Millions of years ago, in the warm Pacific Ocean off the coast of Southern California, walrus species without tusks lived abundantly.
But in a new study, Cal State Fullerton paleontologists have identified three new walrus species discovered in Orange County and one of the new species has "semi-tusks" -- or longer teeth.
The other two new species don't have tusks and all predate the evolution of the long iconic ivory tusks of the modern-day walrus, which lives in the frigid Arctic.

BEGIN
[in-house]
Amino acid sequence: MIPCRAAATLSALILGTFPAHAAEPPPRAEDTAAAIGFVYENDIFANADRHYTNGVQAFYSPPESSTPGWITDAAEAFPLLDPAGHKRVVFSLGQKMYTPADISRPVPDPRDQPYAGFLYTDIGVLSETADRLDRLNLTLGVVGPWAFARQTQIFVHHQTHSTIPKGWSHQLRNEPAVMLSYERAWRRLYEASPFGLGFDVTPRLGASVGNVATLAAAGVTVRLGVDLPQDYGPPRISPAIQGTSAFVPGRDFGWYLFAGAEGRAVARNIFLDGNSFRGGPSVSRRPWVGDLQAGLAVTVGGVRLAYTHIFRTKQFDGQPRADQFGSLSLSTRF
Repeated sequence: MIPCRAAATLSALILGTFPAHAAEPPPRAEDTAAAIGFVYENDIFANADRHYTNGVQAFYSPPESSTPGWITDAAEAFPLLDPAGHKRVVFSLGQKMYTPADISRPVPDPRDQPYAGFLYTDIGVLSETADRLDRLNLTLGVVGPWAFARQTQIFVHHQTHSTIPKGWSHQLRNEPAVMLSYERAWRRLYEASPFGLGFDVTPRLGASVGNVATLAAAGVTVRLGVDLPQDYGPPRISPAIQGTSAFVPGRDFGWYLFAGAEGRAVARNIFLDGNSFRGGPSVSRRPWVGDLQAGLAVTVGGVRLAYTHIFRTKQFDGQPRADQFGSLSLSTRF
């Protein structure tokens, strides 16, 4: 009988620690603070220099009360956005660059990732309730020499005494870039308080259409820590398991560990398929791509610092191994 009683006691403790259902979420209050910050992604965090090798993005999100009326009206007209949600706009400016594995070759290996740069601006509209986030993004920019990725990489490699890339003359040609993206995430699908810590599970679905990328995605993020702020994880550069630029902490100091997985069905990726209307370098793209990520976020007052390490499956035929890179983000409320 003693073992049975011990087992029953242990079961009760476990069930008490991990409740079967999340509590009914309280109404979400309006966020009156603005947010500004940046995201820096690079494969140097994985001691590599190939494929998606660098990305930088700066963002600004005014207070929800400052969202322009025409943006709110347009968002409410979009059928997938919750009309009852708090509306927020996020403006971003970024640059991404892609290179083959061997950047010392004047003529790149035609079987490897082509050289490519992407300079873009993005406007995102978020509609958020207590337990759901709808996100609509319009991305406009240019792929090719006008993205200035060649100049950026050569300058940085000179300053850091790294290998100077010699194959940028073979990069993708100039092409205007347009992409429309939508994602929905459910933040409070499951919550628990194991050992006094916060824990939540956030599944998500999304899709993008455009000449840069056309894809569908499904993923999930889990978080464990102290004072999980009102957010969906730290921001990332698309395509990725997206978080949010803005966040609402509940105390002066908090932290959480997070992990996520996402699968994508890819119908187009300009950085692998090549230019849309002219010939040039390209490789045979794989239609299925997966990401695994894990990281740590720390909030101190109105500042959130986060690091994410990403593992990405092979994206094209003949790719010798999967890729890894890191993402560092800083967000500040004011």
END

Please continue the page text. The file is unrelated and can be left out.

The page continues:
The researchers describe a total of 12 specimens of fossil walruses from Orange, Los Angeles and Santa Cruz counties, all estimated to be 5 to 10 million years old. The fossils represent five species, with two of the three new species represented by specimens of males, females and juveniles.
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